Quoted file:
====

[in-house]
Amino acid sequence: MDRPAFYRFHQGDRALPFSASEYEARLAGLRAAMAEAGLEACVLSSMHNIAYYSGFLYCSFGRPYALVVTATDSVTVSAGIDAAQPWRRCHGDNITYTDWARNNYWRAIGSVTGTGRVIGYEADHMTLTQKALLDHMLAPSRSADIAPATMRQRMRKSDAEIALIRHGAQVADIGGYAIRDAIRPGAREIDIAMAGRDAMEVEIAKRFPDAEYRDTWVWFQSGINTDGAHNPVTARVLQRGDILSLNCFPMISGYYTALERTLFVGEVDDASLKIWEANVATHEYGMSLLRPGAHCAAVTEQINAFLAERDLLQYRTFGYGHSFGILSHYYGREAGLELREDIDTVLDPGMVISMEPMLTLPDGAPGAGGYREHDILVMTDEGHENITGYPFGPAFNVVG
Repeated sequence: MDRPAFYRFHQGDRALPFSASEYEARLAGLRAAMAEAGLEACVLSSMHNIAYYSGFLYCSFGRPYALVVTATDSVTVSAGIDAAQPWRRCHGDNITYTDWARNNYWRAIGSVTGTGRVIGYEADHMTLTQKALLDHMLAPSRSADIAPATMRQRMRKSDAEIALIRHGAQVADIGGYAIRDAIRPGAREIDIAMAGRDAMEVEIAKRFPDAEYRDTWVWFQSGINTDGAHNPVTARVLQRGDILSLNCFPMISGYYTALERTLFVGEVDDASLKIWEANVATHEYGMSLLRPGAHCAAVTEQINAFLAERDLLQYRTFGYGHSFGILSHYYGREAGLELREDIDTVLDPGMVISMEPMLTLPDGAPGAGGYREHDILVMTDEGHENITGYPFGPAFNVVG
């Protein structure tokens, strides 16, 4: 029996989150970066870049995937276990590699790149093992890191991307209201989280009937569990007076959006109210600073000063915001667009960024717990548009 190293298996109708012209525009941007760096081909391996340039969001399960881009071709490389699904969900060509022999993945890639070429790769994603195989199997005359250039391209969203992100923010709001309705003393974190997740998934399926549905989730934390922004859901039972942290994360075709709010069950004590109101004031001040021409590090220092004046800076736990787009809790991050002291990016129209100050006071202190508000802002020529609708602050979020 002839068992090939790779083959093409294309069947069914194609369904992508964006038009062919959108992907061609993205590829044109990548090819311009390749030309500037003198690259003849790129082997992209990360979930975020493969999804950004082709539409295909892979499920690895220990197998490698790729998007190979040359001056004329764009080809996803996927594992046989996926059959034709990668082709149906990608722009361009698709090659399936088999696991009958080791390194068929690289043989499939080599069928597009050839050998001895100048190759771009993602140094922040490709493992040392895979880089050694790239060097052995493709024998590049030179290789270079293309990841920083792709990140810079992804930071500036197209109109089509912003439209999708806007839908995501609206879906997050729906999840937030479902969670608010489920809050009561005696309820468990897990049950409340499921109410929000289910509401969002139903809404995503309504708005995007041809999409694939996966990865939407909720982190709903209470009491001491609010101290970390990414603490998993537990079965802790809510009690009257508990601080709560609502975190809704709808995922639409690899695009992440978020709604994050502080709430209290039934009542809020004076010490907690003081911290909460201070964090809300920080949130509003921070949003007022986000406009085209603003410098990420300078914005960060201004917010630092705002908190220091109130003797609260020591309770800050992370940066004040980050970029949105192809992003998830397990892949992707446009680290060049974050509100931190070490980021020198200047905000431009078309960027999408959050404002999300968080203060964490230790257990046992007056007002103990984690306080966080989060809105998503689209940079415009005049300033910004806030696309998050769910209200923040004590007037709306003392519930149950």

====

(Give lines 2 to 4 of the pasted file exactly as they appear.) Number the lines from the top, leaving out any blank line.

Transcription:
Amino acid sequence: MDRPAFYRFHQGDRALPFSASEYEARLAGLRAAMAEAGLEACVLSSMHNIAYYSGFLYCSFGRPYALVVTATDSVTVSAGIDAAQPWRRCHGDNITYTDWARNNYWRAIGSVTGTGRVIGYEADHMTLTQKALLDHMLAPSRSADIAPATMRQRMRKSDAEIALIRHGAQVADIGGYAIRDAIRPGAREIDIAMAGRDAMEVEIAKRFPDAEYRDTWVWFQSGINTDGAHNPVTARVLQRGDILSLNCFPMISGYYTALERTLFVGEVDDASLKIWEANVATHEYGMSLLRPGAHCAAVTEQINAFLAERDLLQYRTFGYGHSFGILSHYYGREAGLELREDIDTVLDPGMVISMEPMLTLPDGAPGAGGYREHDILVMTDEGHENITGYPFGPAFNVVG
Repeated sequence: MDRPAFYRFHQGDRALPFSASEYEARLAGLRAAMAEAGLEACVLSSMHNIAYYSGFLYCSFGRPYALVVTATDSVTVSAGIDAAQPWRRCHGDNITYTDWARNNYWRAIGSVTGTGRVIGYEADHMTLTQKALLDHMLAPSRSADIAPATMRQRMRKSDAEIALIRHGAQVADIGGYAIRDAIRPGAREIDIAMAGRDAMEVEIAKRFPDAEYRDTWVWFQSGINTDGAHNPVTARVLQRGDILSLNCFPMISGYYTALERTLFVGEVDDASLKIWEANVATHEYGMSLLRPGAHCAAVTEQINAFLAERDLLQYRTFGYGHSFGILSHYYGREAGLELREDIDTVLDPGMVISMEPMLTLPDGAPGAGGYREHDILVMTDEGHENITGYPFGPAFNVVG
């Protein structure tokens, strides 16, 4: 029996989150970066870049995937276990590699790149093992890191991307209201989280009937569990007076959006109210600073000063915001667009960024717990548009 190293298996109708012209525009941007760096081909391996340039969001399960881009071709490389699904969900060509022999993945890639070429790769994603195989199997005359250039391209969203992100923010709001309705003393974190997740998934399926549905989730934390922004859901039972942290994360075709709010069950004590109101004031001040021409590090220092004046800076736990787009809790991050002291990016129209100050006071202190508000802002020529609708602050979020 002839068992090939790779083959093409294309069947069914194609369904992508964006038009062919959108992907061609993205590829044109990548090819311009390749030309500037003198690259003849790129082997992209990360979930975020493969999804950004082709539409295909892979499920690895220990197998490698790729998007190979040359001056004329764009080809996803996927594992046989996926059959034709990668082709149906990608722009361009698709090659399936088999696991009958080791390194068929690289043989499939080599069928597009050839050998001895100048190759771009993602140094922040490709493992040392895979880089050694790239060097052995493709024998590049030179290789270079293309990841920083792709990140810079992804930071500036197209109109089509912003439209999708806007839908995501609206879906997050729906999840937030479902969670608010489920809050009561005696309820468990897990049950409340499921109410929000289910509401969002139903809404995503309504708005995007041809999409694939996966990865939407909720982190709903209470009491001491609010101290970390990414603490998993537990079965802790809510009690009257508990601080709560609502975190809704709808995922639409690899695009992440978020709604994050502080709430209290039934009542809020004076010490907690003081911290909460201070964090809300920080949130509003921070949003007022986000406009085209603003410098990420300078914005960060201004917010630092705002908190220091109130003797609260020591309770800050992370940066004040980050970029949105192809992003998830397990892949992707446009680290060049974050509100931190070490980021020198200047905000431009078309960027999408959050404002999300968080203060964490230790257990046992007056007002103990984690306080966080989060809105998503689209940079415009005049300033910004806030696309998050769910209200923040004590007037709306003392519930149950």